The mishandling of toxic elements also caused the contamination of local water systems. Prior to the closing of Rocky Flats, significant amounts of plutonium were detected in Woman Creek, Walnut Creek, Standley Lake, and the Great Western Reservoir. Ground water at one point carried tritium, a known toxin, to Broomfield’s water supply. After detection, a new reservoir was created. Subsequent windstorms caused some of these hazardous particles to disperse over miles and pollen innocently carried toxic materials away.
Why should one be worried about plutonium? A lethal dose of plutonium is a microgram- a millionth of a gram. Toxicity results when plutonium is inhaled or ingested. Unlike x-rays that can penetrate through the skin, plutonium emits alpha radiation that cannot infiltrate the skin. However, if the particles are inhaled, ingested with food or water, or enter through an open wound, the alpha particles have the potential to wreck havoc with the body’s immune system. The end result is an increased likelihood of cancer.
It is not surprising that some medical studies in the 1960s and 1970s showed an increase of cancer in areas down wind of Rocky Flats. Residents also reported undiagnosed symptoms such as unexplained exhaustion, fever, and swollen lymph nodes. A large number of workers succumbed to fatal forms of cancer and suffered from Beryllium disease. There is little doubt that the lack of safety precautions was a contributing factor. However, it is difficult to point to Rocky Flats as the only cause for all of these health issues.
Did the greed of the Rocky Flat contractors- Dow Chemical and Rockwell International- put safety measures on hold? Did the federal agencies, local municipalities, and local building associations disregard the health of nearby residents? Did the court system not provide justice for all of the injured parties? Kristen paints a bleak picture of the culpability of all of these entities when she attempts to address these questions. Other points of view need to be examined before one can form an educated opinion.
I spoke with Carl Spreng, project manager at the Colorado Department of Public Health and Environment overseeing environmental restoration at Rock Flats site. He told me about the voluminous reports that support the decision to have the wildlife refuge land be designated as an unrestricted area. His agency has been monitoring the area for decades. When asked if Kristen ever contacted his office, he replied, “No!”
It should not be forgotten that Rocky Flats was not the only source of plutonium. The fallout from US nuclear tests in the 1950s and 1960s left low concentrations in soil around the world. Nuclear plants in the US and elsewhere have also released plutonium and other toxins into the atmosphere. Unfortunately, plutonium undergoes radioactive decay that has a half-life of up to 24,100 years and therefore needs to be handled professionally.
Chernobyl (1986) and Fukushima (2011) have illustrated how far toxins can travel. After the most recent nuclear disaster in Japan, low levels of radiation from Fukushima were recorded on US soil. There is no way to escape low level exposure to plutonium. However, living near an active site obviously increases the risk of exposure.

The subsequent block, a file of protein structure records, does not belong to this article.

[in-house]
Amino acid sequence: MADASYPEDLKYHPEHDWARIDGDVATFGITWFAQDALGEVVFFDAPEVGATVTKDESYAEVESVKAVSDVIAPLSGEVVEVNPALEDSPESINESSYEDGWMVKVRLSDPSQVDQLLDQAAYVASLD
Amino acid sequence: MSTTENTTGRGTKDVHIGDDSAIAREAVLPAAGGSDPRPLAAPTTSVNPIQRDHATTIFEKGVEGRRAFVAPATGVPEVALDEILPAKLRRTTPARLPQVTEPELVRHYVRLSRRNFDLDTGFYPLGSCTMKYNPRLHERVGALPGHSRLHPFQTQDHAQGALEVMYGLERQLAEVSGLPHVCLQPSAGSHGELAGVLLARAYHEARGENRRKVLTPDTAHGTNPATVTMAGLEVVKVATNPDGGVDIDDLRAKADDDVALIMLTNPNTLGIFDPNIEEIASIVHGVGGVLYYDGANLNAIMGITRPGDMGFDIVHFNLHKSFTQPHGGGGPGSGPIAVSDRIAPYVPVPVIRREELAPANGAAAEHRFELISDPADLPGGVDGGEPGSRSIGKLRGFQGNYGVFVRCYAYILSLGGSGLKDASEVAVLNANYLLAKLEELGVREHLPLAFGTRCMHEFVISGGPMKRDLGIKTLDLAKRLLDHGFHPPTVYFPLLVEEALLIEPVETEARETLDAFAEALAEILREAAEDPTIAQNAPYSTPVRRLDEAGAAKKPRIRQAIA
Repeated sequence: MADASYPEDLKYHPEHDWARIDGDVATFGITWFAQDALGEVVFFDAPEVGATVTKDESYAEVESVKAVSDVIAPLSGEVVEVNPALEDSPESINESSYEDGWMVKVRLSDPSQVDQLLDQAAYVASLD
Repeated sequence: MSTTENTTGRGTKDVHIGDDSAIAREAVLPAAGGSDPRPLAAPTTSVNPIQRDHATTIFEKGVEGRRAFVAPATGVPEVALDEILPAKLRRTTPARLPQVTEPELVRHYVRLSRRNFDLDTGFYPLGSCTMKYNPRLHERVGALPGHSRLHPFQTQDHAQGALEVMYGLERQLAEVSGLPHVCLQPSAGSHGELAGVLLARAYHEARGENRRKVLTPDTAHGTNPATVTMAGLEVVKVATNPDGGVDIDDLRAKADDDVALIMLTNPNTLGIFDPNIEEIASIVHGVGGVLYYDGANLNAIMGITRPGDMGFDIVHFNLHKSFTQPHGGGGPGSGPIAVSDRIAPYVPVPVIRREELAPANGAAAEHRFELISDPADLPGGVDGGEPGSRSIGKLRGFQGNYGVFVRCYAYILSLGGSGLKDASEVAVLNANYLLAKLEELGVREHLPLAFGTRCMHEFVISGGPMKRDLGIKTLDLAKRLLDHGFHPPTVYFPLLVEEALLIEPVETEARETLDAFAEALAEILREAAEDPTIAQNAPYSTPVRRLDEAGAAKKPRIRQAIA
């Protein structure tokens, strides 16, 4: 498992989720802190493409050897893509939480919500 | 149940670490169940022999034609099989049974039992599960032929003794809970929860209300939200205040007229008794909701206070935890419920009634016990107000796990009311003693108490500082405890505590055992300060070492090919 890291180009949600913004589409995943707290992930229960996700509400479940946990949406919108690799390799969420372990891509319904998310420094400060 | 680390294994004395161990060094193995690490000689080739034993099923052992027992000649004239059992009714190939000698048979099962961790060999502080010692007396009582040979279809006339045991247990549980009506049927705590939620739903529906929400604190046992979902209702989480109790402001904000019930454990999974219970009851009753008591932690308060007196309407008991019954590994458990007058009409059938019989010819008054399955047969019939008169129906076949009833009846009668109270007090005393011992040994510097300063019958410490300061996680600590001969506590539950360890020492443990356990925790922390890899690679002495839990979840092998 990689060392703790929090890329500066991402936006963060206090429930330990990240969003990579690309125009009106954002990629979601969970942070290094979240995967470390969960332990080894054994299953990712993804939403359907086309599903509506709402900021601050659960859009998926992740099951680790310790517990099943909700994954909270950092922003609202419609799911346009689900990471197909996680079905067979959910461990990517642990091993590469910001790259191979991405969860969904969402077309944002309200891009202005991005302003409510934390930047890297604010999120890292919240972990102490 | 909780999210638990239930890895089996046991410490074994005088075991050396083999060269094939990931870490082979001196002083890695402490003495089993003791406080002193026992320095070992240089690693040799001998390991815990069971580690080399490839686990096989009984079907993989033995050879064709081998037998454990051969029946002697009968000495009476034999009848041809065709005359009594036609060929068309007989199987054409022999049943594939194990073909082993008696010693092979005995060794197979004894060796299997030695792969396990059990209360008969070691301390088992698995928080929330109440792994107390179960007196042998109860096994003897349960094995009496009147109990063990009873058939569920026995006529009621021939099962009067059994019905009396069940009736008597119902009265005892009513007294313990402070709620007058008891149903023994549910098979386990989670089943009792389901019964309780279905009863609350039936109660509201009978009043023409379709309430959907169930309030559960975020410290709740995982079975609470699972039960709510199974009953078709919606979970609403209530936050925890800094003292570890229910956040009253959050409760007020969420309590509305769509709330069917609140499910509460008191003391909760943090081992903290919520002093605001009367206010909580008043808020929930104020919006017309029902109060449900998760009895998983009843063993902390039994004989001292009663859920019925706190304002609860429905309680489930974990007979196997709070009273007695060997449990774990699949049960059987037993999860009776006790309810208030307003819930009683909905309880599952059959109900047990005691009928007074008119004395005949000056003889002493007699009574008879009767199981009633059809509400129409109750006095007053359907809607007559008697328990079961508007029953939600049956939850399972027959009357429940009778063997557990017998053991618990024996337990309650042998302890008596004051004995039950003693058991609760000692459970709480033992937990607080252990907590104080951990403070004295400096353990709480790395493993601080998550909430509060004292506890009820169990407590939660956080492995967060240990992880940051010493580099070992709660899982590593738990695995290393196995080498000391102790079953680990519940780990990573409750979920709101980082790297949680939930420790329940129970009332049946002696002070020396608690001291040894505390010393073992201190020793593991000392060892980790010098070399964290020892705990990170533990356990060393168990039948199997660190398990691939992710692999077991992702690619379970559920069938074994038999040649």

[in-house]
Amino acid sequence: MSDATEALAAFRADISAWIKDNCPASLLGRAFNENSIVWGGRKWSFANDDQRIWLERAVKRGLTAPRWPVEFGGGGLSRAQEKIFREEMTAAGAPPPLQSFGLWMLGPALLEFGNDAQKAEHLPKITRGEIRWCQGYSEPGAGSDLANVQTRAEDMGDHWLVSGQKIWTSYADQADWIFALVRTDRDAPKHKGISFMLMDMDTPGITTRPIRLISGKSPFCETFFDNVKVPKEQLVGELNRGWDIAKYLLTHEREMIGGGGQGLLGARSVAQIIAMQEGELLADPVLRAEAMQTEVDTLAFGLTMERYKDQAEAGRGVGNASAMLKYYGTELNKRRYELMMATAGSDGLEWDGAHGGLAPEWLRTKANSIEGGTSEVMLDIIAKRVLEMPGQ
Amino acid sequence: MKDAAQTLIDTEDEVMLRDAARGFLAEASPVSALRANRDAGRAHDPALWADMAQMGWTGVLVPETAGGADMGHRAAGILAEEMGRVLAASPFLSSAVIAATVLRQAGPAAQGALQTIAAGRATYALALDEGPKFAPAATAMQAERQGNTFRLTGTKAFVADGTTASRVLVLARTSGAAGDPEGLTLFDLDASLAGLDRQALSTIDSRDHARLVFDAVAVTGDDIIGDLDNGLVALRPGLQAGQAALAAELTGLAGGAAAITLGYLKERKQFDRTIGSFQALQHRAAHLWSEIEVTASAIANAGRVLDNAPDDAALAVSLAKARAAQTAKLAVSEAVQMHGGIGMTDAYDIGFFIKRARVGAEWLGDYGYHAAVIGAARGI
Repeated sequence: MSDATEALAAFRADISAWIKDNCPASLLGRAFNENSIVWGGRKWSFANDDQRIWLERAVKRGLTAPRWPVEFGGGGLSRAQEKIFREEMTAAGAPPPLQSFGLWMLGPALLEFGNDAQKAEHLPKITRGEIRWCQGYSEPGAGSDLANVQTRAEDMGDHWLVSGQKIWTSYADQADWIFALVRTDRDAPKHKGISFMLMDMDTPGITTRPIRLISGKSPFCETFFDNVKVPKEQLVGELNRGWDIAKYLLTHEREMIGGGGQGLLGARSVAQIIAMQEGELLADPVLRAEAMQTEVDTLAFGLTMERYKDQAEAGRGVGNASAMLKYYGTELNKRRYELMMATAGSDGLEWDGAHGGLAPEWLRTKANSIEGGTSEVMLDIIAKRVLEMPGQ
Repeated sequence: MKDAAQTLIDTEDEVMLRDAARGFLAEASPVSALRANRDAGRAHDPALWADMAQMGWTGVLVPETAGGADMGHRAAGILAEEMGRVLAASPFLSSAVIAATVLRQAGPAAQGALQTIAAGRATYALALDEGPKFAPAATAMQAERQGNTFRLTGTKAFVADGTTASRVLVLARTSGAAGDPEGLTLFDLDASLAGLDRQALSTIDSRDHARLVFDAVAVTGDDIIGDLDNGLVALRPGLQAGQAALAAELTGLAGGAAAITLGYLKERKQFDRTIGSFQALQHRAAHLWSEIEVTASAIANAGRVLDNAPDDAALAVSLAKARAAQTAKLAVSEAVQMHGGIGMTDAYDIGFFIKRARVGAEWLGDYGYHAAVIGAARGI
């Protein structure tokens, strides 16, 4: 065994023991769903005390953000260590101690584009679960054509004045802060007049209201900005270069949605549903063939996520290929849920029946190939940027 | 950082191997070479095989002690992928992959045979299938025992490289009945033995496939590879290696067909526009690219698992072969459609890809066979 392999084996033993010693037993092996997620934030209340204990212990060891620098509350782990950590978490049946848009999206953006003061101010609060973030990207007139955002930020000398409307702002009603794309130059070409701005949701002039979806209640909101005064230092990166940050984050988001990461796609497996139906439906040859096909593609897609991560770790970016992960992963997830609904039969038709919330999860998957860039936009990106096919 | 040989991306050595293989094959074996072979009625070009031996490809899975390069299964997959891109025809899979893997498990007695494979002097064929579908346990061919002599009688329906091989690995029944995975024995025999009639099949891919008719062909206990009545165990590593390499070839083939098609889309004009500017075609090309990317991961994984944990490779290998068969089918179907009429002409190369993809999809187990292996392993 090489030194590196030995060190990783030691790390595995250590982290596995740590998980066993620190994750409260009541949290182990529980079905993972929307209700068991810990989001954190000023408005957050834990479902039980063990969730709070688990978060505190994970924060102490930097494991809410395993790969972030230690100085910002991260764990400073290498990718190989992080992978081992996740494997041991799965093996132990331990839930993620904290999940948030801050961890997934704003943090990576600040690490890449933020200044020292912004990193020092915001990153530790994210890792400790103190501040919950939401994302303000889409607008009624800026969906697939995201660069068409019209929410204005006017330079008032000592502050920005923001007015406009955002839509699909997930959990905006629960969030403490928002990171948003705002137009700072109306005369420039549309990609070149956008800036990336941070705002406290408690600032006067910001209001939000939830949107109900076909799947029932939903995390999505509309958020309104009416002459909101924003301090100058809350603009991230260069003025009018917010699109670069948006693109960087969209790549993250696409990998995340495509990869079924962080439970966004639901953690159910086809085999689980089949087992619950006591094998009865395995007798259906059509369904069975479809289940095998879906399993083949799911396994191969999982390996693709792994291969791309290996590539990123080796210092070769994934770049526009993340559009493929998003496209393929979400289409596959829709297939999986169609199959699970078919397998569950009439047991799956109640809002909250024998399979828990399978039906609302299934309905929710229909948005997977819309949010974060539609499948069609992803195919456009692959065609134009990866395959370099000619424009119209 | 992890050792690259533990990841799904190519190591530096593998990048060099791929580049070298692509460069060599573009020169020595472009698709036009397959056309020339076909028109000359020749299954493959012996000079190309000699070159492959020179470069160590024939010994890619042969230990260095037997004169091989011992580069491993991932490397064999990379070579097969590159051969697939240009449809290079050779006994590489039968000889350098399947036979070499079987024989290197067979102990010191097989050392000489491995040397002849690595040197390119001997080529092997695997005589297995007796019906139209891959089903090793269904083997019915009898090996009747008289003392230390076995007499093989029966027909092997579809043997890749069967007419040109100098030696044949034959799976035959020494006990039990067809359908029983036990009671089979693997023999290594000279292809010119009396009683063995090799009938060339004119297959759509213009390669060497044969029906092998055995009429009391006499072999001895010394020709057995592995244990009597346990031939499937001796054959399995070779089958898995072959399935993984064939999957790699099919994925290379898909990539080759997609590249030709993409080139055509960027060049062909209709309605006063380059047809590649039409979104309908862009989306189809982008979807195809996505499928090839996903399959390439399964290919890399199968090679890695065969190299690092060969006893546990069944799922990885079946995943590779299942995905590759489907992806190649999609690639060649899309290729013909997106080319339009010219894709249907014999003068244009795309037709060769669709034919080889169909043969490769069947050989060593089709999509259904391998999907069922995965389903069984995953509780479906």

In the 1990s, the U.S. Department of Energy (DOE) performed a Baseline Risk Assessment and Environmental Risk Assessment that evaluated the ground water, soil, and sediment for the area now known as Candelas, a new community just south of the wildlife refuge. The developers of Candelas did further testing in 2011 and 2013 using Ludlum 19 Micro-R Meters to measure gamma radiation readings. Their study showed background readings that ranged from 7 to 18 micro-roentgens per hour (uR/hr). Environmental staff scientists at CTL Thompson, Inc. reached the conclusion that “uR/hr emissions are generally similar to background levels in the area and are generally the same or lower than others collected by CTL in the Denver Metro area… The Highlands Ranch area has a reading of 19 uR/hr.” CTL Thompson’s report concurs with the DOE Corrective Action Decision/Record Decision that concluded that the land could be developed for residential use.
New homes are being built and more people are starting to live within a couple of miles of the former nuclear trigger factory. Anyone considering living near Rocky Flats or any other nuclear facility should have a comfort level with his/her decision. Assessing levels of risk and safety can be complicated when trying to pull strands of truth from biased materials. Care needs to be taken to become as well informed as possible.
Sandra’s memoir highlights her living and teaching adventure in Bangalore, India. She is a licensed Colorado teacher who has taught K-12 students in the United States and abroad as well as college level courses. Sandra is married and has four adult sons.
The memoir was a finalist in the Travel category for the 2013 Next Generation Indie Book Awards, the 2013 International Book Awards, the 2013 National Indie Book Excellence Awards, 2013 USA Best Book Awards, and a Honorable Mention award in the Multicultural Non-Fiction category for the 2013 Global ebook Awards.